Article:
A further object of the invention is to provide an improved humidity indicator device as above set forth, which at all times provides a reliable and efiective seal with the wall of the container in which it is installed, said seal being independent of any skills or operations on the part of the installing personnel. Another object of the invention is to provide an improved humidity indicator device as above characterized, which is extremely compact in its structure and makeup, of relatively small size whereby it may be used even in places where space is greatly restricted.

? Yet another object of the invention is to provide an 2,951,46i' Patented Sept. 6, 1960 ice 2 improved humidity indicator in accordance with the foregoing, which is so arranged that the indication is given over a very wide viewing angle, whereby the viewing of the device is greatly simplified and made more convenient.

A feature of the invention resides in the provision of an improved humidity indicator of the type set forth, where in a relatively large area or portion of the sensing element is accessible to view, and may be further readily magnified, thereby to further facilitate the obtaining of readings.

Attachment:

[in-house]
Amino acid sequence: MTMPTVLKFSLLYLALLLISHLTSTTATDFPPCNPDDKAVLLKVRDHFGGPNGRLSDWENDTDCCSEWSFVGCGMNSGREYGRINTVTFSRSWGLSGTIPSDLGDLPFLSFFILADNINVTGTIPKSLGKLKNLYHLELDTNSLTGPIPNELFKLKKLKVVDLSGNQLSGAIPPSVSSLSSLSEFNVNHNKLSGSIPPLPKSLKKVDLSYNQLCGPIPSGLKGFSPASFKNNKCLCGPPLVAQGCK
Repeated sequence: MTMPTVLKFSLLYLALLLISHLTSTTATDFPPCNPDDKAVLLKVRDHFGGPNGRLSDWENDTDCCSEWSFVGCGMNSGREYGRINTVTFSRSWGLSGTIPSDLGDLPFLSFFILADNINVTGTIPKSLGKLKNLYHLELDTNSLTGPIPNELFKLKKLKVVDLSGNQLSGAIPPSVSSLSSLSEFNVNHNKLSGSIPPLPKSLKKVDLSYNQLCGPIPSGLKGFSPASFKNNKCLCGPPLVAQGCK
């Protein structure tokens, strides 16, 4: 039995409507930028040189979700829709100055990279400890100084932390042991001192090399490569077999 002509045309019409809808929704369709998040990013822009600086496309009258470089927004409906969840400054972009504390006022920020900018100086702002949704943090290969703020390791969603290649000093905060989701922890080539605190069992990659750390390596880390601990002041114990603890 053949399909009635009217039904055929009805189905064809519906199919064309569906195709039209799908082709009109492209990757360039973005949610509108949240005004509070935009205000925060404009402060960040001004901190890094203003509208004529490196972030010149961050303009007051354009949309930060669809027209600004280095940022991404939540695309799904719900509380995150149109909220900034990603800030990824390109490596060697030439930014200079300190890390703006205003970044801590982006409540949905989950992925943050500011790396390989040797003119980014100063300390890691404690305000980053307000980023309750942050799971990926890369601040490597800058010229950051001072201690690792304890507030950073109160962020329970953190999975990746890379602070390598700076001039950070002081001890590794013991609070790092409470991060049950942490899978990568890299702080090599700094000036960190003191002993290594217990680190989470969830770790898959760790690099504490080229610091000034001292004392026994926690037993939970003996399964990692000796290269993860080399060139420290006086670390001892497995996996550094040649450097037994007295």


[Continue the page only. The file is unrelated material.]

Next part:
A further feature of the invention resides in the provision of a humidity indicator as above set forth, which is extremely light in weight especially adapting it to flexible containers such as bags.

Another feature of the invention resides in the provision of a novel humidity indicator device which may be easily and quickly applied to or incorporated in the wall of a container, and which may be also easily and quickly removed therefrom if this latter should bedesired.

Still another feature of the invention resides in the provision of a simplified humidity indicator having the above advantages and which consists of the least possible number of separate parts or components.

A further, object of the invention is to providean improved indicator device having all of the above features and which is neverthelessinexpensive to produce, assemble, and apply. 1

An additional feature of the invention resides in the provision of an improved humidity indicator device of the above character, which is devoid of edges or shoulders which project to any appreciable extent and might as a consequence constitute an obstructing means for adjoining objects, or constitute an undesirable projection which could catch onto adjoining containers, to interfere with the movement or placement of the same.

Other features and advantages will hereinafter appear.

In the drawings accompanying this'specification, similar characters of reference are used to designate like'components throughout the several views, in which:

Figure 1 is a perspective view of a container in the form of a sealed package, having incorporated in one wall thereof the improved humidity indicator device of the invention.

Fig. 2 is a fragmentary sectional view, enlarged, taken on the line 2-2 of Fig. 1.

Fig. 3 is a fragmentary sectional view showing a portion of Fig. 2 further enlarged, to more clearly reveal details of construction.